David Usher normally welcomes the adventure that comes with change, which explains his departure from Toronto’s suburbs to the unknown streets of New York. But in terms of the political shifts taking place in North America, he fears the worst.
“The rise of the religious right is changing the way people relate to each other, and changing the underpinnings of how society functions,” he says. “Things like women’s rights, abortion rights, gay rights, just diversity in general — which is paramount to society — is being threatened.”
The title of David’s fourth album, If God Had Curves, suggests his concern with the growing inflexibility towards others’ views, especially regarding religion.
“The idea of God being male is such an obvious construct that I just like the idea that if God had more feminine qualities, we might be in a better place. We might be listening more, rather than screaming at each other all the time.”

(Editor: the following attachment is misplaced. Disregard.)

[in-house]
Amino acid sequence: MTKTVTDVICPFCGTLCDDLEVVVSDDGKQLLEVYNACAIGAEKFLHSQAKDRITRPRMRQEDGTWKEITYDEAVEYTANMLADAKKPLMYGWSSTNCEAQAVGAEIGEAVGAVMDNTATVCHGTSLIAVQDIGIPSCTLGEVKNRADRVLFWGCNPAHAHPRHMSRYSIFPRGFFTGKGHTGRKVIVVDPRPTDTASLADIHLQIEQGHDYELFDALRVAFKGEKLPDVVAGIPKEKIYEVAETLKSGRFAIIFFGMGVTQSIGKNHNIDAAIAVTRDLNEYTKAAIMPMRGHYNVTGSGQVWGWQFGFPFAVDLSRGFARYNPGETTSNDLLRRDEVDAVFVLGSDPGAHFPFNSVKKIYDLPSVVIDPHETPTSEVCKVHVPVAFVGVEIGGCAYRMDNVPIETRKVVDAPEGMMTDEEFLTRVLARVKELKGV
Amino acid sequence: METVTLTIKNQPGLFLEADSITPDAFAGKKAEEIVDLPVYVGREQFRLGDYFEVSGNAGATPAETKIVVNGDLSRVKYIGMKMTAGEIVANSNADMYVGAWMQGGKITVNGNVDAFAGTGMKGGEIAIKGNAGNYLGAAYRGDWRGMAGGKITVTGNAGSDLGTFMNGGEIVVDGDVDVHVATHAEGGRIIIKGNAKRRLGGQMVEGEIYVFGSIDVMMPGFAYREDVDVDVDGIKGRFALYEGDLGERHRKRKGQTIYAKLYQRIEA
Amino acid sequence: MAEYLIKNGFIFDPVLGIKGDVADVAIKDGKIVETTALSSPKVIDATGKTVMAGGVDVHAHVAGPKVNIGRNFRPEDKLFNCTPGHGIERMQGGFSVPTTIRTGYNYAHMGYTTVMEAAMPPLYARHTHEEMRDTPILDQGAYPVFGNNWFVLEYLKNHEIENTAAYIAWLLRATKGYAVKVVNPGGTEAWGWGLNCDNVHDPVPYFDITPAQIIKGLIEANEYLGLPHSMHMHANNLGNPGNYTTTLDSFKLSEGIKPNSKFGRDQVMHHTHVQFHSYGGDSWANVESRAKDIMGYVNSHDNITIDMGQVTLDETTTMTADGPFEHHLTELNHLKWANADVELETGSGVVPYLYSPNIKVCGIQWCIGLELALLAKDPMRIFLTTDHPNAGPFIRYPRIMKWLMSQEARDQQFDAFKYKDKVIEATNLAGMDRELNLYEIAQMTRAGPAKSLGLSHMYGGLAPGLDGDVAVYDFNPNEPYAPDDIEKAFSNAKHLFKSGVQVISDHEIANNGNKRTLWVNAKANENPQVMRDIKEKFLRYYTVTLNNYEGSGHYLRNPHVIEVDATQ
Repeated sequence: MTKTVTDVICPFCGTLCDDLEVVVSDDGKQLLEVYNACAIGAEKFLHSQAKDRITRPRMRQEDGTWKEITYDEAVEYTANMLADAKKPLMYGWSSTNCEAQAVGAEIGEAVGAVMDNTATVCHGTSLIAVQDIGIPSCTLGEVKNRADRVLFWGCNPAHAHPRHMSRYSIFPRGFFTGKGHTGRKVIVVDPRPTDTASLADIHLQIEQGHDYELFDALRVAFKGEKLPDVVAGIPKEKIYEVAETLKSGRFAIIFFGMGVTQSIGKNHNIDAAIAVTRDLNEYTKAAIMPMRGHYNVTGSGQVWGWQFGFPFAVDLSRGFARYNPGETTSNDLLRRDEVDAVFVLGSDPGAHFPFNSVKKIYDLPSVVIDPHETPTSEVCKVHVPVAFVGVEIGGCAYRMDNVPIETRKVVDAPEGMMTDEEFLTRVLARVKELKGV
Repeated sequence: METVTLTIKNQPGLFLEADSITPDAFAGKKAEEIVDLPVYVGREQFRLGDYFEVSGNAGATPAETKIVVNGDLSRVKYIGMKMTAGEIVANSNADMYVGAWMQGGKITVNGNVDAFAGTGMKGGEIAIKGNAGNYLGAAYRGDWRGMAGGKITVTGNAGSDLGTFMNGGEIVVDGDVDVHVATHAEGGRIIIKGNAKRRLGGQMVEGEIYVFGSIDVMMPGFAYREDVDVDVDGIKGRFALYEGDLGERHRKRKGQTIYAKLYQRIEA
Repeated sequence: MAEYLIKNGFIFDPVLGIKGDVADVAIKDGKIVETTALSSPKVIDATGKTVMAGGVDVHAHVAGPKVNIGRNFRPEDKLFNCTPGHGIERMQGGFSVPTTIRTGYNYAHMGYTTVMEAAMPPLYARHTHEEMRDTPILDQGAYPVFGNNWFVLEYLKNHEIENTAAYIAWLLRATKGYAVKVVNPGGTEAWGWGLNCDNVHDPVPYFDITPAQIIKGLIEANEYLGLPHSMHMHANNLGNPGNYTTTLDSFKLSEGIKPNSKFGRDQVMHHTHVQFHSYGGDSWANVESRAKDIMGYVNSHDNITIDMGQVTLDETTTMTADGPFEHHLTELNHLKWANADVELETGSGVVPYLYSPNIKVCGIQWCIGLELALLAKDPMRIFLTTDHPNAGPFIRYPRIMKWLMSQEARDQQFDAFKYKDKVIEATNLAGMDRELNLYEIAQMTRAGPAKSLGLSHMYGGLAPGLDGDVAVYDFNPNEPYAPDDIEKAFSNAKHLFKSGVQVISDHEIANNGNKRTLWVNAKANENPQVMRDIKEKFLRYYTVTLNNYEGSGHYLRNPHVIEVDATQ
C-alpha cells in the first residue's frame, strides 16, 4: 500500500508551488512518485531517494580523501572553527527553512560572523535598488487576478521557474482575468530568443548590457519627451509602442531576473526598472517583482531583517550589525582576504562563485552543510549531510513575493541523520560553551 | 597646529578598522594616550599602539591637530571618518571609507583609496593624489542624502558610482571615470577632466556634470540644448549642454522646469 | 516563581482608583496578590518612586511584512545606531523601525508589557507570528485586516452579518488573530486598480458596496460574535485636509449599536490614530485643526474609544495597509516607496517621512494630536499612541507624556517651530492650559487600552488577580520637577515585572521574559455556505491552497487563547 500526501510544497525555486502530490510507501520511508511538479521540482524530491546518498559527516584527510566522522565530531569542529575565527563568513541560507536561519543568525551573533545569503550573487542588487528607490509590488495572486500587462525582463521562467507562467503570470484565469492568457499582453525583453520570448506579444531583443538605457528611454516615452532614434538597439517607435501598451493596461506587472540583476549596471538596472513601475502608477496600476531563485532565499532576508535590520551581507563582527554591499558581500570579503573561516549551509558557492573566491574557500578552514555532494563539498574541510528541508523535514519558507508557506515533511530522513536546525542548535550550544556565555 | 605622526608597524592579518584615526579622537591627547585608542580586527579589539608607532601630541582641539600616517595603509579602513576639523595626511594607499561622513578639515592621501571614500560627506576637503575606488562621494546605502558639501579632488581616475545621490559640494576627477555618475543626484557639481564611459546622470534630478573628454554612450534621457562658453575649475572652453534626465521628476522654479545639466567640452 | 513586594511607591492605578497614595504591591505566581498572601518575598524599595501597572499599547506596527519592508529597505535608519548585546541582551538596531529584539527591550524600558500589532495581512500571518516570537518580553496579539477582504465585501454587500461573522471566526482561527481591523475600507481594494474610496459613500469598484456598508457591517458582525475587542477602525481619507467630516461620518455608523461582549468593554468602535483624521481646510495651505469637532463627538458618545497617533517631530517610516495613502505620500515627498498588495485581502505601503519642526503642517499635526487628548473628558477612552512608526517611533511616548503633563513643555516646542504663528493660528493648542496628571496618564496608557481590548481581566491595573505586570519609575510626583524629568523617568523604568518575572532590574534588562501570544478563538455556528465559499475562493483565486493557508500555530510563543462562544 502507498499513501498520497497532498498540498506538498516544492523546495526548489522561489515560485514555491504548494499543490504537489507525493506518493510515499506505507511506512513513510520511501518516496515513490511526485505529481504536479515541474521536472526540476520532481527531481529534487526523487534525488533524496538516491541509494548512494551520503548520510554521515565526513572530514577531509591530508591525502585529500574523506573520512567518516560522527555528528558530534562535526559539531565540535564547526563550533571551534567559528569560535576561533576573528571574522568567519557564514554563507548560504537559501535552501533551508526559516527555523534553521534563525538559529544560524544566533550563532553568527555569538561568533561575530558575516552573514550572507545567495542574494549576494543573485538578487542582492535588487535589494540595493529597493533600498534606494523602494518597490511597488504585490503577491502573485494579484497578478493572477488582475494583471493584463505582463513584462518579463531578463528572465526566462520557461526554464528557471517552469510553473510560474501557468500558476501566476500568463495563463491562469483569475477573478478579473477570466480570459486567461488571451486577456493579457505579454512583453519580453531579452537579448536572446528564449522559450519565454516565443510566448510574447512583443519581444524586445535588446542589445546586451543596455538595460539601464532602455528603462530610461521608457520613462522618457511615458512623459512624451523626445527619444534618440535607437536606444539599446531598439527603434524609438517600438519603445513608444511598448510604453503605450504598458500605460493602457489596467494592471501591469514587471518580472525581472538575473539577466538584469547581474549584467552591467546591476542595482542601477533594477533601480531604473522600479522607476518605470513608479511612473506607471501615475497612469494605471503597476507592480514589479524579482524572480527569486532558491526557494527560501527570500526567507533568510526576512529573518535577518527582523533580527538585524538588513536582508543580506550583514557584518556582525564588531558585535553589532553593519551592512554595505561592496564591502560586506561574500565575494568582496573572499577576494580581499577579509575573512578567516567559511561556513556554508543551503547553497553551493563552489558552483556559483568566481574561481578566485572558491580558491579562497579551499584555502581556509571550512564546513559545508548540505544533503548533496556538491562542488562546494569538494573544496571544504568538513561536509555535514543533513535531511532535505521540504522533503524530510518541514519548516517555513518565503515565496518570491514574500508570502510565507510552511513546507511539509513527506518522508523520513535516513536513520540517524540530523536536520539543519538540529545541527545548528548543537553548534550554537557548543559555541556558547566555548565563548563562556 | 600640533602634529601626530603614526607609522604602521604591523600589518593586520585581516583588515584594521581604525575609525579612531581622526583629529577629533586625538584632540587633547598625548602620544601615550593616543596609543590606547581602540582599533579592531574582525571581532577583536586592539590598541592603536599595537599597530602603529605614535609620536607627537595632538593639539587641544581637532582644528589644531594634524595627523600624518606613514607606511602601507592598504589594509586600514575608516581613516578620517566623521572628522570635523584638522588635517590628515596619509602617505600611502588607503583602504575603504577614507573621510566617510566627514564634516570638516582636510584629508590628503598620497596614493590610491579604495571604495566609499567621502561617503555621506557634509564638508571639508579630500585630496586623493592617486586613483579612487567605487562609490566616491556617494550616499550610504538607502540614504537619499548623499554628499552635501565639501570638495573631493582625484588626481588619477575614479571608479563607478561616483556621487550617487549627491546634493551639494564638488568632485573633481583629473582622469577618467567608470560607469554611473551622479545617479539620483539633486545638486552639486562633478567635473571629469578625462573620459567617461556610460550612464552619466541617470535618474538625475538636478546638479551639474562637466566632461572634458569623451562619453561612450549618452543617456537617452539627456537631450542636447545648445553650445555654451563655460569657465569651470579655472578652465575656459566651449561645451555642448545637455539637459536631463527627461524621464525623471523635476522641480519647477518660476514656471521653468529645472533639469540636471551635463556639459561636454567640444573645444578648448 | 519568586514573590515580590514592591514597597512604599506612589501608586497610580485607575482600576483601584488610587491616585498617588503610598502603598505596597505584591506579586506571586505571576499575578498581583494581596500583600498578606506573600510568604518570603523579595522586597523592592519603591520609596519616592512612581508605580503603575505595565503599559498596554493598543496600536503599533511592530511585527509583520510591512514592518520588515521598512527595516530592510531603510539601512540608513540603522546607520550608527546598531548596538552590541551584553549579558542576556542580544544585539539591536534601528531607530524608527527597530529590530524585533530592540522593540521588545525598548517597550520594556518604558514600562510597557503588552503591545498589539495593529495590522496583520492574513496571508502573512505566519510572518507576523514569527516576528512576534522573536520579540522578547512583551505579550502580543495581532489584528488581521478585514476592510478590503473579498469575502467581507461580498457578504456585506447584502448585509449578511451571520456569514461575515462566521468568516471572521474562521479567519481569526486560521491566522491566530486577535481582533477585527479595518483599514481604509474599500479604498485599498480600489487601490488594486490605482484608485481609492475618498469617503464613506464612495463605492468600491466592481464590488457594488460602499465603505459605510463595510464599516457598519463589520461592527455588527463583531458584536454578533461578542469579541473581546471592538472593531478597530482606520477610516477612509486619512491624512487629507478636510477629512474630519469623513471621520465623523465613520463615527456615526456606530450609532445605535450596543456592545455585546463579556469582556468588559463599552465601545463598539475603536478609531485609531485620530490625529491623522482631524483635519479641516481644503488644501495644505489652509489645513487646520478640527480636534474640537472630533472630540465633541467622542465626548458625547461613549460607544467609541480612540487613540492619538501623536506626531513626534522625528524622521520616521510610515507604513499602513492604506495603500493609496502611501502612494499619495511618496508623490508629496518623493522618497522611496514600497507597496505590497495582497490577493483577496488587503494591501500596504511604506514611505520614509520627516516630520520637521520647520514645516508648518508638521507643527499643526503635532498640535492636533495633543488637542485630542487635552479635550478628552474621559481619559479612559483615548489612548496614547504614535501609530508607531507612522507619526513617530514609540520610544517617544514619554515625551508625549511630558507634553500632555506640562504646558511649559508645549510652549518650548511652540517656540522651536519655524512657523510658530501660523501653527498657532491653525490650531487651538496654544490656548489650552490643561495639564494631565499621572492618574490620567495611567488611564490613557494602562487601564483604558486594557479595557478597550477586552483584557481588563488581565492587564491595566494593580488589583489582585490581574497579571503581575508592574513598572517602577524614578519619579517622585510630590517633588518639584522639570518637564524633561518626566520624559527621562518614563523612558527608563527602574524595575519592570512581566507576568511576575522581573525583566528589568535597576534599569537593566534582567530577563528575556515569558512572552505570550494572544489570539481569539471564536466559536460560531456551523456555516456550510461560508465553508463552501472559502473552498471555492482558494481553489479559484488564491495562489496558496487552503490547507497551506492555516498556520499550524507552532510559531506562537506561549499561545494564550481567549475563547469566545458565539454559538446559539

He says society should consider a broader perspective, and doesn’t exclude himself or his music. David gets back to the essence of the songs, leaving in mistakes and the breathy quality of the voice, which is different from the rock anthems he wrote for Moist.
“Some people want you to do the same thing you’ve always been doing, and that’s the nature of the way the world is,” he says. “But my job as a singer and songwriter isn’t to please everybody all the time; it’s to do what I want to do, and do what I think is interesting, and make work that’s challenging for me.”
Written by Faze contributor Sydnia Yu